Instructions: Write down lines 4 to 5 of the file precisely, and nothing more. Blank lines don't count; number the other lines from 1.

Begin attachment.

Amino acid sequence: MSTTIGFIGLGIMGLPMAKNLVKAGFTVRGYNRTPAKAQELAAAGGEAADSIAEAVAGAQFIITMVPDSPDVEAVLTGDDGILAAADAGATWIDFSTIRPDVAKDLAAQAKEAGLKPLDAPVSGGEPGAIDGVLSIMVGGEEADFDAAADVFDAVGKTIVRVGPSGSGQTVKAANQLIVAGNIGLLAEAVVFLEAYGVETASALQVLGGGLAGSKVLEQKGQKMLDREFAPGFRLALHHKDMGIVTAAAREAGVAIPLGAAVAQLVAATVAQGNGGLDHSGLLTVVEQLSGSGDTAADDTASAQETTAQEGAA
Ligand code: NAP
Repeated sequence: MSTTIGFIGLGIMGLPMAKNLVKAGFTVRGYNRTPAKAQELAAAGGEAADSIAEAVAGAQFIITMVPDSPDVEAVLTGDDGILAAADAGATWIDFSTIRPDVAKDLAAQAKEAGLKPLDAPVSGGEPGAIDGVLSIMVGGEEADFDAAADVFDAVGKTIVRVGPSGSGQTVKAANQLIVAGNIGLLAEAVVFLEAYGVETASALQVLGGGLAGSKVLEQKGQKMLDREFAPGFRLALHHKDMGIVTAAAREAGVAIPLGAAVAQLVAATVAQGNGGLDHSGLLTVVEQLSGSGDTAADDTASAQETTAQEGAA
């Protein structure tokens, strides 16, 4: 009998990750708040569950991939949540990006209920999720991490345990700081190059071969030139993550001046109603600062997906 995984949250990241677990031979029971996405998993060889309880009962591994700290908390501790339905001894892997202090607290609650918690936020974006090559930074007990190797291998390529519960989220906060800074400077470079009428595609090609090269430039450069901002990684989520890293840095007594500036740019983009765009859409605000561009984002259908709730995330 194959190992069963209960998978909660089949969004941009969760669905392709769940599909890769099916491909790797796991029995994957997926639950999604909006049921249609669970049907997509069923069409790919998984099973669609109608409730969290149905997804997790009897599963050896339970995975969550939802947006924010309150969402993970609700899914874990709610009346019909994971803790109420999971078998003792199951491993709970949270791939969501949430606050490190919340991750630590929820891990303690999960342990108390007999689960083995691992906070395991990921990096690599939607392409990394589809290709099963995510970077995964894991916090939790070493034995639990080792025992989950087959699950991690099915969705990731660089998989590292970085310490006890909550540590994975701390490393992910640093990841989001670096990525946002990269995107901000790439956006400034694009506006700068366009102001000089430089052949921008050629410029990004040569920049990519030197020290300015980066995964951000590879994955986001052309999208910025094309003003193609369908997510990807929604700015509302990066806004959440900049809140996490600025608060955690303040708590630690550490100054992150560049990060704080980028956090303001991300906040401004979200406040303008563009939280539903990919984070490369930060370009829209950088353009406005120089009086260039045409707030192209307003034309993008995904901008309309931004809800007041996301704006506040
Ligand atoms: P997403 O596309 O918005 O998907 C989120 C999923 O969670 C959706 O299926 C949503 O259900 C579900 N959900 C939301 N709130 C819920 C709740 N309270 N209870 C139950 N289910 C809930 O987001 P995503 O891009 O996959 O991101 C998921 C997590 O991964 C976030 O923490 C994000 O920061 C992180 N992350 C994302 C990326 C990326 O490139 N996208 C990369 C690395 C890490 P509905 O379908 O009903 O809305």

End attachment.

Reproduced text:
């Protein structure tokens, strides 16, 4: 009998990750708040569950991939949540990006209920999720991490345990700081190059071969030139993550001046109603600062997906 995984949250990241677990031979029971996405998993060889309880009962591994700290908390501790339905001894892997202090607290609650918690936020974006090559930074007990190797291998390529519960989220906060800074400077470079009428595609090609090269430039450069901002990684989520890293840095007594500036740019983009765009859409605000561009984002259908709730995330 194959190992069963209960998978909660089949969004941009969760669905392709769940599909890769099916491909790797796991029995994957997926639950999604909006049921249609669970049907997509069923069409790919998984099973669609109608409730969290149905997804997790009897599963050896339970995975969550939802947006924010309150969402993970609700899914874990709610009346019909994971803790109420999971078998003792199951491993709970949270791939969501949430606050490190919340991750630590929820891990303690999960342990108390007999689960083995691992906070395991990921990096690599939607392409990394589809290709099963995510970077995964894991916090939790070493034995639990080792025992989950087959699950991690099915969705990731660089998989590292970085310490006890909550540590994975701390490393992910640093990841989001670096990525946002990269995107901000790439956006400034694009506006700068366009102001000089430089052949921008050629410029990004040569920049990519030197020290300015980066995964951000590879994955986001052309999208910025094309003003193609369908997510990807929604700015509302990066806004959440900049809140996490600025608060955690303040708590630690550490100054992150560049990060704080980028956090303001991300906040401004979200406040303008563009939280539903990919984070490369930060370009829209950088353009406005120089009086260039045409707030192209307003034309993008995904901008309309931004809800007041996301704006506040
Ligand atoms: P997403 O596309 O918005 O998907 C989120 C999923 O969670 C959706 O299926 C949503 O259900 C579900 N959900 C939301 N709130 C819920 C709740 N309270 N209870 C139950 N289910 C809930 O987001 P995503 O891009 O996959 O991101 C998921 C997590 O991964 C976030 O923490 C994000 O920061 C992180 N992350 C994302 C990326 C990326 O490139 N996208 C990369 C690395 C890490 P509905 O379908 O009903 O809305």